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Amazon's Alexa Adds Text-to-Speech, Gestures and Captioning Features

The features are available on Echo Show devices and are designed with accessibility in mind.

People wave their palm in front of an Echo Show to turn off a timer
Amazon added new features to Alexa, including one called Gestures that lets you dismiss timers by raising your hand.
Amazon

Amazon on Tuesday added three new Alexa features to its Echo Show smart display that are geared toward improving accessibility

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The first, called Gestures, lets users dismiss timers by just raising their hand. If someone doesn't want to speak to Alexa or touch the Echo Show screen because they're cooking, for example, they can just face their palm toward the camera to dismiss a timer. This feature also allows nonverbal customers or those with limited mobility to interact more easily with their device. To turn on Gestures, go to Settings, then Device Options, then Gestures.

Another new feature is text-to-speech, which lets users type out phrases and have them spoken aloud on their Echo Show. This is available via Tap to Alexa, which lets you access Alexa by tapping commands on your Echo Show screen, instead of through voice. Now you can save shortcuts for common phrases like "I'm hungry," which will then be spoken aloud via text-to-speech. This can be useful for people with speech disabilities or who are nonverbal or nonspeaking.

Amazon Alexa's text-to-speech feature on an Echo Show

A text-to-speech feature lets Echo Show users type phrases that are then spoken aloud by their device.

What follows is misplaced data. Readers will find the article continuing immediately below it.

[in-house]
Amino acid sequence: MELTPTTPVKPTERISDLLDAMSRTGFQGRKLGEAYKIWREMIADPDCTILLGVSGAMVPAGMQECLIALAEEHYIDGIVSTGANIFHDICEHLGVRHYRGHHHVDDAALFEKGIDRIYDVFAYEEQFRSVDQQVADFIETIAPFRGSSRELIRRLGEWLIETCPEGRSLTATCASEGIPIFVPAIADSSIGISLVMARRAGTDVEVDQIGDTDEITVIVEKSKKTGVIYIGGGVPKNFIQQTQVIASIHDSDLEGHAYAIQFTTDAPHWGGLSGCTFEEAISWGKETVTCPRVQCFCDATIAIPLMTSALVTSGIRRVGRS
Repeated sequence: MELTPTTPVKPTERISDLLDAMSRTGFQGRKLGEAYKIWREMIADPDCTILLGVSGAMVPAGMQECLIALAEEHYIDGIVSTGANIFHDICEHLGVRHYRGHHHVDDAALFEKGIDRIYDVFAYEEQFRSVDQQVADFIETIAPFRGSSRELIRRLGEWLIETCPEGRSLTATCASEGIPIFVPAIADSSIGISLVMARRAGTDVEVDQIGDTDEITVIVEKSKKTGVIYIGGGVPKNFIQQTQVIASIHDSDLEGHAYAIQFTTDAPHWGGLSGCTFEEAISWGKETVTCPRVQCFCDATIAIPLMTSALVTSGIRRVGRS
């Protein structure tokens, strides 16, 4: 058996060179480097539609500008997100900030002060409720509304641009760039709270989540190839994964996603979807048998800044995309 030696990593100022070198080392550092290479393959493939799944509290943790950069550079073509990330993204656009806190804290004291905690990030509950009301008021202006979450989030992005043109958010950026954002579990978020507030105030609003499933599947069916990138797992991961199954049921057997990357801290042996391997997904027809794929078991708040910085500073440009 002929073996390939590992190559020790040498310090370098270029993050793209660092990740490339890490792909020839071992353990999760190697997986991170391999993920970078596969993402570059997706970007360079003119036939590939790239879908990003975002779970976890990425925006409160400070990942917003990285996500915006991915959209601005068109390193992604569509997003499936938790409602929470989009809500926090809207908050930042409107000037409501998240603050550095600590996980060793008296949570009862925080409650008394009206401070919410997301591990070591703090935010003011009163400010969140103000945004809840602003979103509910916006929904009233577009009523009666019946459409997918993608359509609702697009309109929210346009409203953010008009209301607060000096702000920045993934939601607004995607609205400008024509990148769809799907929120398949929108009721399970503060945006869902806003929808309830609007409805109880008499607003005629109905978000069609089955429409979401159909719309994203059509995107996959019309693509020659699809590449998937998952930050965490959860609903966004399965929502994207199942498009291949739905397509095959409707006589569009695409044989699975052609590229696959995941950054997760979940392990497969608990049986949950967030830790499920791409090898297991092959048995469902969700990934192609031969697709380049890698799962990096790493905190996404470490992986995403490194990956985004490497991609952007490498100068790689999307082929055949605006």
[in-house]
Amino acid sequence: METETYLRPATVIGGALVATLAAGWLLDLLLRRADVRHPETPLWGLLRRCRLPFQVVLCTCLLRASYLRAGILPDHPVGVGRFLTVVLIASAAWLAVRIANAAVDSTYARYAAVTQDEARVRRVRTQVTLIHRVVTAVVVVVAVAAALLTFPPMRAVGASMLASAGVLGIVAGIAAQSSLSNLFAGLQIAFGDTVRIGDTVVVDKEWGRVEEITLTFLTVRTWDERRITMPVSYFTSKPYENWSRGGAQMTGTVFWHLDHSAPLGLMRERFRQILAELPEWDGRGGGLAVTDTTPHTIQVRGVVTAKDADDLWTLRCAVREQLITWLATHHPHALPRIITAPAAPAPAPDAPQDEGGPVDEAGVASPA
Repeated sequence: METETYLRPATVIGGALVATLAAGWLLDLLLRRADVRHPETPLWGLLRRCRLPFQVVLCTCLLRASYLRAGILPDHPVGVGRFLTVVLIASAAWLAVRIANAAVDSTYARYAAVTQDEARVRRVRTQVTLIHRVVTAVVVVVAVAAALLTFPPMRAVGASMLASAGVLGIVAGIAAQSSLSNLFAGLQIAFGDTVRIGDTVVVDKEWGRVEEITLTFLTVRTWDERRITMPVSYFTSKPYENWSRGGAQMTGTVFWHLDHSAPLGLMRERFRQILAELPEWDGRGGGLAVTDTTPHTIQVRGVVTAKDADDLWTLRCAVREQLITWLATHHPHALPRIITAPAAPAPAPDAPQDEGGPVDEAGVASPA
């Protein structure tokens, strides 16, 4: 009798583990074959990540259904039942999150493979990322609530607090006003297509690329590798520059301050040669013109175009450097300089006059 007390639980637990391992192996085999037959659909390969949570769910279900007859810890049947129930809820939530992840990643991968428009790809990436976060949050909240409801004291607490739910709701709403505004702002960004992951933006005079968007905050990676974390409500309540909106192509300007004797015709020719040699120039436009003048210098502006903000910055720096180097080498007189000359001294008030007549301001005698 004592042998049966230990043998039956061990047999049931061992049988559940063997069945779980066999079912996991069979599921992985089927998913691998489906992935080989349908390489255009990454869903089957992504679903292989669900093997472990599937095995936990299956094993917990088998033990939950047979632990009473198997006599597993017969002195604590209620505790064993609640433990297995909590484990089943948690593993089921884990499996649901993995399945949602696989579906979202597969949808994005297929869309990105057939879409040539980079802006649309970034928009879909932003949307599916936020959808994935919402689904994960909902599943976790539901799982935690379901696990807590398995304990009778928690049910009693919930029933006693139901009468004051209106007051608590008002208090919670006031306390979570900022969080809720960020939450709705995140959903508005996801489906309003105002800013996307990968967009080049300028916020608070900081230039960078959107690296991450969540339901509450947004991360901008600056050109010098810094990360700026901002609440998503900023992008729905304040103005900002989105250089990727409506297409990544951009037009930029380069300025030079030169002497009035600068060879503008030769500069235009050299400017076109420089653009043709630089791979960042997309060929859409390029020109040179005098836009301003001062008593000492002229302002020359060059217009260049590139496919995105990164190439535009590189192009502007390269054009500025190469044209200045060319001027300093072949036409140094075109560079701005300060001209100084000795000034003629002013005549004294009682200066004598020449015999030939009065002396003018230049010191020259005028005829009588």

Amazon

And finally, a Consolidated Captions feature lets you turn on Call CaptioningClosed Captioning and Alexa Captioning at the same time across all supported Echo Show devices. Call Captioning lets you see captions for Alexa calls in real time, while Alexa Captioning shows you captions for Alexa's responses. To turn on Consolidated Captions, swipe down from the top of your Echo Show device to select Settings, then tap Accessibility and choose Captions.

Amazon is one of many tech companies working to make its products and services more accessible. In the last year, Apple has added Live Captions to the iPhone, iPad and Mac to help people follow along with audio and video on FaceTime, video conferencing apps and streaming media. Meanwhile, Google launched a feature on its Pixel 7 phones called Guided Frame that helps blind and low-vision users take selfies. And Comcast unveiled a new TV remote designed with accessibility features, including voice control technology, large backlit buttons and larger font size. 

In October, the University of Illinois at Urbana-Champaign spearheaded the Speech Accessibility Project, which aims to make voice recognition technology more useful for people with a range of diverse speech patterns and disabilities. The initiative is supported by Amazon, Apple, Google, Meta and Microsoft.